Gouache is a medium that doesn’t get its due. Often looked on as a “less than” subset of transparent watercolor, or a “wannabe” substitute for oil, gouache has some of the characteristics of each.
Gouache is a form of watercolor, pigment suspended in gum arabic, and does give the ability to work in light over dark like oil and unlike transparent watercolor. Most importantly, though, gouache has its own character, allowing the artist to produce smooth, even tones, distinctive color and impart a graphic character to brushstrokes that can give gouache a unique visual appeal.
Larry Seiler worked for 17 years in acrylic and another 15 in oil, and though he apparently still works in both, he now prefers gouache for his small immediate paintings of the Wisconsin landscape.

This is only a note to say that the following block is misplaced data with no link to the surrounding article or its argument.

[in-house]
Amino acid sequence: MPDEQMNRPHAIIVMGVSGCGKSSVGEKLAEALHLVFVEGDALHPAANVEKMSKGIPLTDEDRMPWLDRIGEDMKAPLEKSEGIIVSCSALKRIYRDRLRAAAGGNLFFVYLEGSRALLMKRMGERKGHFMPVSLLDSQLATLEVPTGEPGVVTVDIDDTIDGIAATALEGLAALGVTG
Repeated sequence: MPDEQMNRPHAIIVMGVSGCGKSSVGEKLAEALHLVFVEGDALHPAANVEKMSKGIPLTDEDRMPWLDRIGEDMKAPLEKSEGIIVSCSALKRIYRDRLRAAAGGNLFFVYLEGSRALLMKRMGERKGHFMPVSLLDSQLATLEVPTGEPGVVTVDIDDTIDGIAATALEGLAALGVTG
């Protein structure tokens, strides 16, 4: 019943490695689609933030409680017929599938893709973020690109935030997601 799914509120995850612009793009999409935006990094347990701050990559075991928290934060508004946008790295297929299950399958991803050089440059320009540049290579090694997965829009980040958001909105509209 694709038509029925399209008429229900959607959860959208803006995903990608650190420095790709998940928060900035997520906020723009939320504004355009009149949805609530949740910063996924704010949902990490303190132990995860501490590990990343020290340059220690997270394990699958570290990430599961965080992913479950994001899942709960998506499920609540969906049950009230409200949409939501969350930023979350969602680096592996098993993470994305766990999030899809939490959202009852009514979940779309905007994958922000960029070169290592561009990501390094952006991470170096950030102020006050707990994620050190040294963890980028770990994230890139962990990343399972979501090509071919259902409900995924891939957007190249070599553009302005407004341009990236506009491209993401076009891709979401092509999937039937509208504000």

Seiler’s colorful landscapes are often painted on black board or black prepared surfaces, and he frequently paints in an inset area, leaving part of the surface around the edges.
His gouache paintings are rendered in bright dabs of color with little blending, giving them a simultaneously painted and graphic feel. His compositions often include small streams of lakes and bright foliage, subjects that lend themselves well to the application of broken color.
His web site also includes step-by-step demos, an instructional DVD and CD Rom book, and information on workshops.
Larry Seiler’s son, Jason Seiler, is also an artist, known for his caricatures, character design, portraits and humorous illustration.